It meant that Gordievsky provided a valuable insight into Soviet thought at a crucial stage of the Cold War.
However, three years after settling in London, Gordievsky was summoned back to Moscow, where he was subjected to a lengthy interrogation involving the administration of a real drug; someone, in the CIA, was suspected, he had betrayed him.
Gordievsky may not have cracked, but he knew the game was over. It was time to activate Operation Pimlico, the daring escape plan already formulated by MI6 in case of such eventuality.
But how to get him out of Russia when he was under such scrutiny? The chain of events that was launched demonstrates the old adage, that the truth is sometimes stranger, and in this case, at least, infinitely more fascinating than fiction.
In his 103-floor Leninsky Prospect in Moscow, Gordievsky retrieved a hardcover copy of Shakespeare's sonnets, and soaked the guard so he could take it off. Inside, he found a sheet that contained his escape instructions, which he entrusted to memory.
So he found himself standing at a corner of Moscow Street, according to the instructions, at 7 p.m. M. July 16, 1985, grabbing a Safeway bag. The Safeway bags carried a large letter & # 39; S & # 39 ;, an immediately recognizable logo that would stand out in the monotonous surroundings of the Soviet capital.
This was the signal – to the British agents who worked in an office across the street – that his cover had been blown up, and that he needed to be taken out of the Homeland immediately.
Exactly 24 minutes later, a man passed him carrying a bag of Harrods eating a chocolate bar; Gordievsky had been told in advance that it could be a Kit Kat or a Mars bar. In fact, it was a Mars bar. The man was an MI6 officer.
"When he happened to four or five yards, he looked directly at me," Gordievsky recalled in his memoirs. "I looked into his eyes and shouted silently:" Yes, it's me! I need help, urgently ".
Gordievsky had already said goodbye to his wife and two daughters, whom he would not see until the end of the Soviet regime.
He took a train north of Leningrad, the second city of Russia, from where he went to the town of Zelenogorsk, on the coast from the Baltic Sea.
Then, he took a bus to the Russian-Finnish border (the east-west border closest to Moscow) where the border guards were accustomed to seeing diplomatic vehicles pass through the checkpoints.
Gordievsky hid in the bushes until the car, with two MI6 agents inside, arrived to pick it up.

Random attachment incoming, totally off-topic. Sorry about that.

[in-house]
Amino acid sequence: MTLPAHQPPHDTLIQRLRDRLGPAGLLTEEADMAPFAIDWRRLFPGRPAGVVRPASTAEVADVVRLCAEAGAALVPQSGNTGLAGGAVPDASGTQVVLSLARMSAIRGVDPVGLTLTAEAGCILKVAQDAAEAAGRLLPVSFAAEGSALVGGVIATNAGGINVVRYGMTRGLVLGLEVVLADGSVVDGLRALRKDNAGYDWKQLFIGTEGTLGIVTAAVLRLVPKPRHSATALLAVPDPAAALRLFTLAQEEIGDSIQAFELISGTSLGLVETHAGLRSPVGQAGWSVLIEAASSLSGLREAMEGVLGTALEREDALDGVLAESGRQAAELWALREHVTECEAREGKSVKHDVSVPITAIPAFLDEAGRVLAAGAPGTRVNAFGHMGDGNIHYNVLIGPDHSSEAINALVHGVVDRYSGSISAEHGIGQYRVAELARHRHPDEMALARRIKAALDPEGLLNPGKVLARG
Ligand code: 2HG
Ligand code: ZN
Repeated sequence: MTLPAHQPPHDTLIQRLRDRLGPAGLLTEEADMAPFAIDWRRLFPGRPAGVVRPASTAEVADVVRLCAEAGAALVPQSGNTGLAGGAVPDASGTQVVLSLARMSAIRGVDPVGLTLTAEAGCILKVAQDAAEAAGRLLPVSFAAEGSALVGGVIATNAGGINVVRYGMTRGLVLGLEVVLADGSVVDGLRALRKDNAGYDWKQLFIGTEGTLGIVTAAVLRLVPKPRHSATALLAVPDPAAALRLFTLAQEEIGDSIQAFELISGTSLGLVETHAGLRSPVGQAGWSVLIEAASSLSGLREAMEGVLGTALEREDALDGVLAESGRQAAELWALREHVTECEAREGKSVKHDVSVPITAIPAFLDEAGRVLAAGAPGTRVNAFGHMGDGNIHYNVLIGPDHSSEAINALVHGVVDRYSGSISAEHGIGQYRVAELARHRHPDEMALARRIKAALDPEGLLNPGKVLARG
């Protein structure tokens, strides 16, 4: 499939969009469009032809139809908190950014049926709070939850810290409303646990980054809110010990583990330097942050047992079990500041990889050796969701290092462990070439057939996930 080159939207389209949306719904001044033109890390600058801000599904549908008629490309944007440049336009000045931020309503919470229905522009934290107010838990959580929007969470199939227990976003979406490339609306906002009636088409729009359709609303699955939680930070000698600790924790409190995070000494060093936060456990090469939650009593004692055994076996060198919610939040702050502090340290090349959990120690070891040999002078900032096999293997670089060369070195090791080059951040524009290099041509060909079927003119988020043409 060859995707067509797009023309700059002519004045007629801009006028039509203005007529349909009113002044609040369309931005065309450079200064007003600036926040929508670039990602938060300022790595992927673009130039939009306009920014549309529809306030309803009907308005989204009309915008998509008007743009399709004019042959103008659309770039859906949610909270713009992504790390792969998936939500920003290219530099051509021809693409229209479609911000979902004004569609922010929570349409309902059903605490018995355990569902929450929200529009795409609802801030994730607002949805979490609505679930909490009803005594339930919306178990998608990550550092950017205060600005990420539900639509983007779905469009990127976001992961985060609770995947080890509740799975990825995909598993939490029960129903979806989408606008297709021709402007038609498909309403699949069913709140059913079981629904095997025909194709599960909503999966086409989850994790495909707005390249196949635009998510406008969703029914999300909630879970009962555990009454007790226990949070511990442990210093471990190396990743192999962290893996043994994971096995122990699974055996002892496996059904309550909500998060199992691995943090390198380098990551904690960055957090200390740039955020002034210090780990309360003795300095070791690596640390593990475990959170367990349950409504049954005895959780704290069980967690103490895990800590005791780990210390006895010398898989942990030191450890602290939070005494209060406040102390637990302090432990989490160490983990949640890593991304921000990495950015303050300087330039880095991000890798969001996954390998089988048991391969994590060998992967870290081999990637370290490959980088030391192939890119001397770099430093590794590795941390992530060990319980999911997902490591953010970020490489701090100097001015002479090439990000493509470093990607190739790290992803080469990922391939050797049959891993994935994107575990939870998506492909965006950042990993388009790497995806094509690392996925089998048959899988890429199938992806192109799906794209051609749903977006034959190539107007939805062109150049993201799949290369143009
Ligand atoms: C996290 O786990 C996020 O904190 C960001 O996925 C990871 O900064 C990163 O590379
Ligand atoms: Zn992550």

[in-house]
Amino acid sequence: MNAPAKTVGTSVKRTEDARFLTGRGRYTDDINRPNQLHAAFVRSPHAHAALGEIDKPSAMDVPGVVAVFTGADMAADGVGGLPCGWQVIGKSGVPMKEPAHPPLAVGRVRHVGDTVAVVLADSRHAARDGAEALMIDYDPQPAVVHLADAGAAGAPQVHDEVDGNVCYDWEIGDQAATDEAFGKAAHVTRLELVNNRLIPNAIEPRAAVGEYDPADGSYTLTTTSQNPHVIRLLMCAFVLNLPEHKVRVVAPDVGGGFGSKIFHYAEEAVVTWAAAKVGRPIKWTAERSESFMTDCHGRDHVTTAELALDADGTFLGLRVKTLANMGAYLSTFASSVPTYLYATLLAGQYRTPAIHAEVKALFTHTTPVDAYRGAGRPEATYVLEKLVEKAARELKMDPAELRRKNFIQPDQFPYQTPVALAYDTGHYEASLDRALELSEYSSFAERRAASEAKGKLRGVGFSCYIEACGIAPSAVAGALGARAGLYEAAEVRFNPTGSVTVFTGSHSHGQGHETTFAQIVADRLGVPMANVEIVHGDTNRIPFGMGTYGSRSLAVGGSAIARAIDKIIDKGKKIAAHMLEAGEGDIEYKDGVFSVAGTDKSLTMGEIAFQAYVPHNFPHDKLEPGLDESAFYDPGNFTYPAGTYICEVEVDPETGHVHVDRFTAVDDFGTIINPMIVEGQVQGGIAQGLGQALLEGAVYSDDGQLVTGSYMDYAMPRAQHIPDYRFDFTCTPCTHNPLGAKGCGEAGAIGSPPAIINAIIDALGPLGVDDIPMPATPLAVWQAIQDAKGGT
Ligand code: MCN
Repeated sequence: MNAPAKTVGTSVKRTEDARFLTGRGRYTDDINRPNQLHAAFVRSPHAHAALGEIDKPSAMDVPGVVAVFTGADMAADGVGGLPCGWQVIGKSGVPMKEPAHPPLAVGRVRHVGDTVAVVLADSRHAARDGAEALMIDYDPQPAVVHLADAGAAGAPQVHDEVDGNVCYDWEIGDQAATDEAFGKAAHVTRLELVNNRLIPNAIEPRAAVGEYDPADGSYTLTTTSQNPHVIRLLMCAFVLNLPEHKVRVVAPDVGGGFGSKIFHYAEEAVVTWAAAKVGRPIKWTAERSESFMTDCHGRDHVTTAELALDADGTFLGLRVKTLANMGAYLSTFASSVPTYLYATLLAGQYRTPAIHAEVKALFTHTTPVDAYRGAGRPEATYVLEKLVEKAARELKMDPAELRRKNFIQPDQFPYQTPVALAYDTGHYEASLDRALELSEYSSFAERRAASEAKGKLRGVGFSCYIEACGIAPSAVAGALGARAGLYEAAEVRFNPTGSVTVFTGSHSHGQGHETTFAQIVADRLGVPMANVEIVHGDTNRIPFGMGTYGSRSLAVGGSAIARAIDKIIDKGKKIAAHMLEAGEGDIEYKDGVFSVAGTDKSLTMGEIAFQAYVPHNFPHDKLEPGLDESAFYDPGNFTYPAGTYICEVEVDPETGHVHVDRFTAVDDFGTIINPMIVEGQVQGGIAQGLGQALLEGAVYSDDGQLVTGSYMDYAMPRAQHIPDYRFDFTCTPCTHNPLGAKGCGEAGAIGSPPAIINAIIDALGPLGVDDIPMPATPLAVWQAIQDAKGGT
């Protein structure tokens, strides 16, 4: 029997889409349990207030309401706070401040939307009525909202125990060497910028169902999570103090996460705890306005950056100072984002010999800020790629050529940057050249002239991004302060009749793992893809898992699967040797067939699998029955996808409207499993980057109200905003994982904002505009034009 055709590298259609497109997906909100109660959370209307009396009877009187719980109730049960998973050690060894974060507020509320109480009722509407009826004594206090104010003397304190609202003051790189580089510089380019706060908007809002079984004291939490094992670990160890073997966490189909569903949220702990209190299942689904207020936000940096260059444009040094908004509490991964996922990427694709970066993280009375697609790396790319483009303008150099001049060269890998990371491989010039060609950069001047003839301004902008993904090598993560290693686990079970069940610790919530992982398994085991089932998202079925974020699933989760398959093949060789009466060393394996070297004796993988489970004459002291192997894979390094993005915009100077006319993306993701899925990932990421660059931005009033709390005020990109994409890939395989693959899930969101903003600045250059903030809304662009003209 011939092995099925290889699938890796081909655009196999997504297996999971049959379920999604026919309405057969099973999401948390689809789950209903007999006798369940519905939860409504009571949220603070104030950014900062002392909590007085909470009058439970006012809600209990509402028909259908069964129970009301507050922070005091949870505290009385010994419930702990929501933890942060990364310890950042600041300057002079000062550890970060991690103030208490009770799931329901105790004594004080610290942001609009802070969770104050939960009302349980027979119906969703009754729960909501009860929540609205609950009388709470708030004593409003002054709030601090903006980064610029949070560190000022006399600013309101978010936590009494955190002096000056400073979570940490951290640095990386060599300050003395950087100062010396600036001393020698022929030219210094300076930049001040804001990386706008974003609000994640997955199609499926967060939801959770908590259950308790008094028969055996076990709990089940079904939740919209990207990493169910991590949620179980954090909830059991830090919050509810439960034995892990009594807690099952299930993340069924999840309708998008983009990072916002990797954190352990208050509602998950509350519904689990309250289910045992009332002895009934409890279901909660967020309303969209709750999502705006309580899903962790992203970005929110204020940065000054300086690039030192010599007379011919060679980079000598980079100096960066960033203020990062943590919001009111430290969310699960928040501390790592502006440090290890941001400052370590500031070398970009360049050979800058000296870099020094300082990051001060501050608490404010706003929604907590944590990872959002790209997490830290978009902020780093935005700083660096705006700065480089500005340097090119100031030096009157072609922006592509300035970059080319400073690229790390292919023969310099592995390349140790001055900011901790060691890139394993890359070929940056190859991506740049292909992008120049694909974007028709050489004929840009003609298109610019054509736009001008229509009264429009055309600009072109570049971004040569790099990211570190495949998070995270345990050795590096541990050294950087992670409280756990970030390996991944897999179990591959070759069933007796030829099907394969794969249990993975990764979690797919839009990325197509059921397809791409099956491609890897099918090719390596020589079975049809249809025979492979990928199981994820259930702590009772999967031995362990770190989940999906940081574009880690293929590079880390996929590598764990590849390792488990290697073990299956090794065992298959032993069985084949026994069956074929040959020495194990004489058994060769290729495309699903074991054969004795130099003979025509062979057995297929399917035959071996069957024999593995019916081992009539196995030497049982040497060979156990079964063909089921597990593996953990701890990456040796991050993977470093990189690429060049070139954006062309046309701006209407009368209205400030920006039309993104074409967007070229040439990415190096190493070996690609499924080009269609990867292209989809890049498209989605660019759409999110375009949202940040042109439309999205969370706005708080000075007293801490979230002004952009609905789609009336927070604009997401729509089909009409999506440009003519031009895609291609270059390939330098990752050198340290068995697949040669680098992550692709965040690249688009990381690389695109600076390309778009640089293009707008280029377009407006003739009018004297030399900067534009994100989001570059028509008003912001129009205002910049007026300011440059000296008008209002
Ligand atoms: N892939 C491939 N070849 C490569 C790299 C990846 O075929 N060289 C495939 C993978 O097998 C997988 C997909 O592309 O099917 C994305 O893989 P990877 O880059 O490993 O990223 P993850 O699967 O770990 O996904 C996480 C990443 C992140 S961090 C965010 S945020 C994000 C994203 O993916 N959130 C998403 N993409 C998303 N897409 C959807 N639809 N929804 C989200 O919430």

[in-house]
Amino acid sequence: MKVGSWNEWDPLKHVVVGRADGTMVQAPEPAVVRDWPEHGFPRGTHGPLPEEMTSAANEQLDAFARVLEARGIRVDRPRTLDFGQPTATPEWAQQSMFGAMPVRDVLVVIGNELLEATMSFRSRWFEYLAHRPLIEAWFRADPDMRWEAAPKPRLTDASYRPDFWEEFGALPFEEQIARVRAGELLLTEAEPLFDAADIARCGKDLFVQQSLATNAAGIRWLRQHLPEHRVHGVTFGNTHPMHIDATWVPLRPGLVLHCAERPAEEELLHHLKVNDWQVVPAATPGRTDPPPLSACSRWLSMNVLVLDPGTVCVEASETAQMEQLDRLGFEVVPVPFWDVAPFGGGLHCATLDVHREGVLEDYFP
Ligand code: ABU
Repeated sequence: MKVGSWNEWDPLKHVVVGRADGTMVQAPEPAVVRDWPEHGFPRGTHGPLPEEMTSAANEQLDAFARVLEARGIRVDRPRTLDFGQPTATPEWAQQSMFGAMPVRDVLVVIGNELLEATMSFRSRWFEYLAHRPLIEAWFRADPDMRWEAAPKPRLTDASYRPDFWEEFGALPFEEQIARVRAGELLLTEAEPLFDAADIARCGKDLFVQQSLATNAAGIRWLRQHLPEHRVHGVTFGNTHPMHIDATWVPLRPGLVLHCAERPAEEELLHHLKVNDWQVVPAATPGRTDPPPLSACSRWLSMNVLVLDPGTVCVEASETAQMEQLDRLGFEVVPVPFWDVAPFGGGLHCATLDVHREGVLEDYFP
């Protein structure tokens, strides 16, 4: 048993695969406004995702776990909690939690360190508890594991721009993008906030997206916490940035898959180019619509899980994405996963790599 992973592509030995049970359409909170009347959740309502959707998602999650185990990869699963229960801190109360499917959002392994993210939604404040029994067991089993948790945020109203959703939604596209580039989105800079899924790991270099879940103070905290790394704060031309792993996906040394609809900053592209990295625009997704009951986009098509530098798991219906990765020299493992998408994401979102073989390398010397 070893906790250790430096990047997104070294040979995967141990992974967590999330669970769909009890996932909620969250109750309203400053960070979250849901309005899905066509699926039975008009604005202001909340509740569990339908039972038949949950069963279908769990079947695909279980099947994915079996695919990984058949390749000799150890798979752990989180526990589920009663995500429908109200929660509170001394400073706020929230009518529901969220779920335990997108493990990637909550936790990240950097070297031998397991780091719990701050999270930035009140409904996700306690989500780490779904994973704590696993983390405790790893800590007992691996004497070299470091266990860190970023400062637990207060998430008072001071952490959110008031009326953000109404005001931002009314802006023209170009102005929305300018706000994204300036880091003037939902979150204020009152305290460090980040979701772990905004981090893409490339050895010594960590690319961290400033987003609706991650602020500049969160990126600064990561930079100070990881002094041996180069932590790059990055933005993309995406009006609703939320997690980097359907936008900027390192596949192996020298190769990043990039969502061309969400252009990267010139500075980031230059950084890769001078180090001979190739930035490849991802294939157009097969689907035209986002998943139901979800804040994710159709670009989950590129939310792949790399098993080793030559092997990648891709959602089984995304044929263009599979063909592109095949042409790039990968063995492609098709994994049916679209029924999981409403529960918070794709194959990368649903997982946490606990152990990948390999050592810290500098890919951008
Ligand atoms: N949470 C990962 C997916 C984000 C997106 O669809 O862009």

One of the officers opened the hood of the Ford, which was Gordievsky's signal to get out of the brush. After getting into the boot, he wrapped himself in a space blanket to deflect the infrared cameras and heat detectors that are believed to have been deployed on the Soviet borders, and they were given a tranquilizer pill.
If the plan failed, Gordievsky knew he would be taken back to Moscow and shot.
But it was a success.
Some time after Gordievsky was driven across the Finnish border, the head of MI6 made an urgent appointment to see Charles Powell, Margaret Thatcher's private secretary, at n. 10 and explained that the Pimlico Operation was underway and that the personal authorization of the Prime Minister herself was urgently required.
"We have to keep our promises with our agent," he would say to Powell, not realizing that Gordievsky was already returning to Britain in the trunk of a car.
For his part, Gordievsky said since then that he does not regret having betrayed the KGB and that he lacks nothing about Russia. "Everything here is divine" compared to Russia, he said in a later interview.
Gordievsky has little contact with his daughters, Mariya, 38, and Anna, 37, or his ex-wife Yelena. They joined him in Britain in 1991 after extensive lobbying of former leader Mikhail Gorbachev by Margaret Thatcher, but after being separated for six years, the marriage ended.
How valuable was a Gordievsky asset? There was no new ring of Cambridge spies, no network of KGB agents that had infiltrated the establishment to destroy it from within. The most explosive "revelation" was that Moscow was "prepared to use dirty tricks and hidden interference" to change an election in favor of Michael Foot, an "intriguing omen of modern times," according to Macintyre.
More importantly, perhaps, it opened up the internal functioning of the KGB at a key moment in history. When he arrived in Britain, Gordievsky was informing both parties in secret, under the guidance of MI6. He told the Russians what to tell the British and warned the British what the Soviet delegation would tell them, which brought about the end of the Cold War.
Since establishing himself here, he has worked as a security consultant and has often appeared on television as an expert in Russian espionage.
He has been an advisory editor for the National Security magazine and co-host of the Channel 4 series Wanted in the Nineties, in which contestants had to complete a list of challenges undetected by a group of spies.
Gordievsky remains a passionate Anglophile, subscribing to The Spectator and writing articles for the Literary Review. The paintings that hang on the walls of his house in Surrey reflect his love for avant-garde art. One of his great pleasures, he says, is feeding the foxes that visit his garden.
There has only been one sinister episode during this golden life in the stockbroker belt.
In 2008, he spent 34 hours unconscious in the hospital after becoming ill at home. At first he was paralyzed and still has no sensation in his fingers. He said he was the victim of a murder plot inspired by the Kremlin.
"I have known for some time that I am on the list of murders drawn up by elements in Moscow," he said at the time. "It was obvious to me that he had been poisoned."
He said he was poisoned with thallium, a highly toxic metal used in insecticides, which was favored by the KGB in assassinations during the Cold War.
Of course, this claim of poisoning sounds disturbingly like what happened earlier this year in Salisbury.
In fact, it seems that stories about Kremlin assassins, Soviet defectors and left-wing British politicians who consider themselves useful idiots of Moscow will continue to work. But surely none can surpass that of the superstar who came from the cold.